And there is the Notes Browser, which can contain any number of memoboards arranged as a hierarchical outline, which makes it easy to manage a very large number of notes.  And a group of selected notes can be exported as a single HTML or txt document. This suggests number of ways in which NoteZilla can be used as a tool for writing:-
      • For writing directly into a note
      • For brainstorming events/characters in the plot by rearranging the sequence and relationships on the screen
      • Using separate memoboards for Characters, Locations etc it would be easy to have the relevant characters etc on screen when plotting or writing scenes
      • Other notes can be used as file links for research

      The different colours, ability to use images etc would make this a very visual way of working. The program can be used for brainstorming, research, organising as well as writing which gives the option of using it right through to the revising/editing stage or just for research, organising etc using another program for the writing.
      Very mouse friendly, and the notes could be organised in a similar way to Gingko, except with more colour.

      PriceFirst year
      Subsequent years
      $29.95
      14.95
      SummaryWindows sicky note app with subscription to NoteZilla web + free apps for Android & iOS; portable version available.

      Very visual, very colourful. See above.
      .
      Research and CollectionCan link to files and folders; can cut and past into notes.
      Own MaterialCan set up memoboard for Notes, Ideas, Observations or Journal (all notes are dated).
      BrainstormingNotes can be coloured, tagged, have images and moved around the screen. Could have a display of relationships, or put characters in locations, and move them through events. .
      OrganisationEasy to organise or reorganise.
      WritingEasy to write in a note (which can be any size)..
      Revising and Editingna.
      PublishingGroups of notes can be exported as single document to HTML or txt.
      Anti-Distraction ToolsNotes not needed can be hidden or rolled up.
      Anti-Procrastination ToolsNotes can be set up as timed reminders.
      Writers' ToolsWord and character count, spell checker.
      Online & SharingCan send individual notes to a contact.
      There are Android, iOS and web versions.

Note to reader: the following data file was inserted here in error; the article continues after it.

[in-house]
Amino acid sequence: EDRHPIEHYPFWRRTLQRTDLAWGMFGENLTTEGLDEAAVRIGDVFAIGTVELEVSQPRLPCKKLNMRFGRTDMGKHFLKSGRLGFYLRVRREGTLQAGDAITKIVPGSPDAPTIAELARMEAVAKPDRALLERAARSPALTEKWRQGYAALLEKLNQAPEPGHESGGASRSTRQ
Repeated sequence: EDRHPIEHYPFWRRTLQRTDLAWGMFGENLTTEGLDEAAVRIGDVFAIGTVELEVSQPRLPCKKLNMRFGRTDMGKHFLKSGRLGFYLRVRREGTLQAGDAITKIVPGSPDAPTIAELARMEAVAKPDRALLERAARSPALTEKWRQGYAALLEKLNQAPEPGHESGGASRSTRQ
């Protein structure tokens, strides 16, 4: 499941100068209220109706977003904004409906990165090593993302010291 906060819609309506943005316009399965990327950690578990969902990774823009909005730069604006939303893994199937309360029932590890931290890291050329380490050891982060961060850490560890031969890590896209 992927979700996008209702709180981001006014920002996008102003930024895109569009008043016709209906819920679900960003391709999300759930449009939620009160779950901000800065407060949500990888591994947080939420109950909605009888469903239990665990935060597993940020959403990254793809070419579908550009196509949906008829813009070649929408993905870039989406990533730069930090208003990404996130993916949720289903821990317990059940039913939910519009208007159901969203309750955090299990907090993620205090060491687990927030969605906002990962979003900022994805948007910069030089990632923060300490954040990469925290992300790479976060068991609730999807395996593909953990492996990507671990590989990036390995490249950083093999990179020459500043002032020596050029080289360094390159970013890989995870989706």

Sync seems to work well
      .
      SecurityIndividual notes are easily encrypted (using one master password).
      Major Plus Points Very visual and flexible; good for creative development and providing information while writing..
      Major Minus PointsOnly OK for writing and not suitable for revising, editing and further.
      Things That Could Be ImprovedAbility to manually choose sequence of notes for export
      Grouped export to include images and tables (though knowing they will be stripped out may have advantages in use)
      .
      Glitches and ProblemsSometimes a small flicker on typing.
      Who Would It Suit?Visually oriented users. Mouse users.
      Potentially 1, 2, 3, 4, 5, 6, 7, 8
      Who Would It Not Suit?Keyboard oriented users (though there are keyboard shortcuts)Potentially 1, 2, 3, 4, 5, 6, 7, 8

      [/list]

      Other Software.
      • OneNote
      • Evernote

      Publishing/Editing Tools
      • ProWritingAid
      • SmartEdit
      • Jutoh

      Other Tools
      • AeonTimeline

      Provisonal interim conclusions

      Given the hiatus, my initial pass through a wide range of programs has clearly stumbled to a halt. Over the next week or so, I will go through the programs that I have already used and allocate scores in the different categories.  Over time (ie slowly) I will add more programs - in particular, a Word Processor group (though I may be slightly biased in that I dislike them all for outlining), Scrivener (once the new version is out), the Google & Paperpile system, and OneNote/Evernote.

      My first, and major, conclusion is one I knew before I started which is that everyone should use the programs that they like best and are most comfortable using. Providing they meet current needs; hopefully the review indicates some needs that won't be met and alternatives to consider if that is the case.

      I have some interim conclusions for my own use. I have a wide variety of currently active projects at different stages: well into double figures in number. With some changes of detail I have, at one time or another, past experience of all the types of work listed above, usually in conjunction with other roles. My visual issues mean that I need programs that can be adjusted to suit me. I like visual methods of organisation and editing and analysing text. I work on PCs, but also on Android, and iOS less often. I have always written happily enough on anything that has come to hand - PCs, mainframes, phones, tablets, scraps of paper, old fashioned typewriters &etc and have used a huge number of programs. I use a multi-monitor array (3 atm - all large - 2 always on) and when I am using sources or reminders, I prefer to have them visible. My experience is that the actual first draft writing stage is the least sensitive part of the process and the parts before and after that are the most. I generally prefer database type solutions to files and folders, although I see  advantages to both.

      My new favourite method of having the necessary information in front of me is to use NoteZilla. Partly because it is very visual and partly because everything is websynced and instantly accessible on any device. It does require some cutting and pasting as I prefer to have everything in a project database, the greater speed and flexibility in use more than compensates for the extra step. It can also be used as a very flexible corkboard for planning. Using this means that the core writing program does not need this functionality.